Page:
The fans’ forum held at Deepdale this week saw a number of topics covered, a wide range of views shared and debated.
Pricing, season tickets, cash turnstiles, overcooked pies and the club shop all got an airing over 90 minutes.
While you are never going to hear everything you want to from such events, it has always been my belief that it is good to talk.
Some fans took the chance to explain that prices were starting to get beyond their means.
Different price structures and possible offers were put forward as alternatives.
For their part, North End’s hierarchy explained their policy on pricing.
Their position is that they have to strike a some kind of balance between what is paid at the ticket office and what Trevor Hemmings pumps in.
That figure, an annual one, is around the £4m mark.
I suppose you see where that balance has to be struck when in the space of a few minutes you have questions about pricing structure and whether Aiden McGeady will come back next season.
That contribution to his salary, so too the wage bill in general, has to come from somewhere.
The suggestion of having the Huddersfield/Bradford model of discount season tickets was rejected on the grounds it would take sales of 25,000 to break even – the capacity of Deepdale is 23,000.
It was common ground that Preston’s performances this season are deserving of a much greater audience.
Some of the football seen at home these last few months is the best for a good many years.
I would argue that it is better to watch than the last time the Lilywhites were competing this high up the Championship in 2009.
Not for a moment am I suggesting Deepdale should be full to the rafters.
However, it would be nice if the 10,000 or so regulars swelled to a figure closer to say 14,000.
Whether that happens, whether the football does in the longer term bring more folk back, whether the offers for children hinted at during the forum bear fruit, only time will tell.
Although North End have a long-standing and proud history in the game, they have been outside of the top division since 1961.
That has had an affect on crowds down the years and understandably so.
Promotion campaigns have seen spikes in numbers but in general the average crowds have been steady if not spectacular.
There were the bleak days of the early to mid 1980s with broken floodlights and no hope, when attendances dropped through the floor.
Thankfully, that era is long gone and North End are pushing along in the right direction in football terms.
I don’t think there is one simple solution to pricing and it will be an issue which remains ongoing.
Perhaps one area where PNE could help the fans and themselves is getting season tickets on sale earlier.
Don’t leave it until late May or early June.
Having an extra pay day to spread the cost would be a huge help to some.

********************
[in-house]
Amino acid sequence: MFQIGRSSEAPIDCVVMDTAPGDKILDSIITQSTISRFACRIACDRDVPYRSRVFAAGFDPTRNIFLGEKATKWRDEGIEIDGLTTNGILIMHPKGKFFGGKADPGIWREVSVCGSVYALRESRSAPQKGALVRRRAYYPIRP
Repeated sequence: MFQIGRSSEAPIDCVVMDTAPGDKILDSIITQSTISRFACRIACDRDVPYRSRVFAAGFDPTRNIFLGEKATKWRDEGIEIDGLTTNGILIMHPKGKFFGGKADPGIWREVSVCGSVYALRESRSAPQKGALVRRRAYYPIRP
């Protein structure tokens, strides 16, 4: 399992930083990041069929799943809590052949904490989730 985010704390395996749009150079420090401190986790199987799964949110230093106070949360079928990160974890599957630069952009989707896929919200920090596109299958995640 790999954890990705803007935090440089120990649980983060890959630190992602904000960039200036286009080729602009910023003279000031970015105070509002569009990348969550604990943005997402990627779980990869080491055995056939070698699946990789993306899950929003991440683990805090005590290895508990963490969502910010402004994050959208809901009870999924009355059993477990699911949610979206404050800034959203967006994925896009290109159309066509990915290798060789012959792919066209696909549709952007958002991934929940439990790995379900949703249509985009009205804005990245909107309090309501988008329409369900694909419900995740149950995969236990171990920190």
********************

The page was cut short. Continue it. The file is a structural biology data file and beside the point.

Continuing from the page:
To have to find the cost of a season ticket – or tickets in the case of a family – from one month’s salary is not easy.
During the fans’ forum, thoughts did turn to next season and what might be required squad-wise for Simon Grayson to turn a side on the fringes of the play-offs into one challenging head-on for the top six.
Peter Ridsdale did use the word ‘ruthless’ when it came to how the squad would be looked at – and improved – during the summer.
A signal of intent perhaps to push on and add to the progress seen from mid-September onwards?
If the Championship play-offs are beyond reach this season, it will be interesting what Preston’s mantra is in 2017/18.
Simon Grayson has long preached the ‘no pressure’ line regarding the push for the top six.
But in the third season at this level and having seen a big improvement these last few months, does the level of expectation go up?
Having flirted with the play-offs this time, should next term be the start of a serious courtship?
Other clubs will still have bigger budgets, that is not going to change.
However, North End have shown these last two seasons that they can deal with the demands of the Championship by doing things slightly different.
Just to finish this week’s offering, I’d like to widen the topic and mention the events in Germany on Tuesday night when the Borussia Dortmund team coach was targeted by a terrorist attack.
That the only injury was a badly cut hand is by good fortune, I can only dread to think what the worse case scenario could have been.
To make Dortmund and Monaco play less than 24 hours later after the bomb attack was in my view, the wrong call by UEFA.
Testament to both sides, they produced a very decent game.
UEFA argued a fixture backlog would arise had it not gone ahead.
In the circumstances, that was the least of the worries.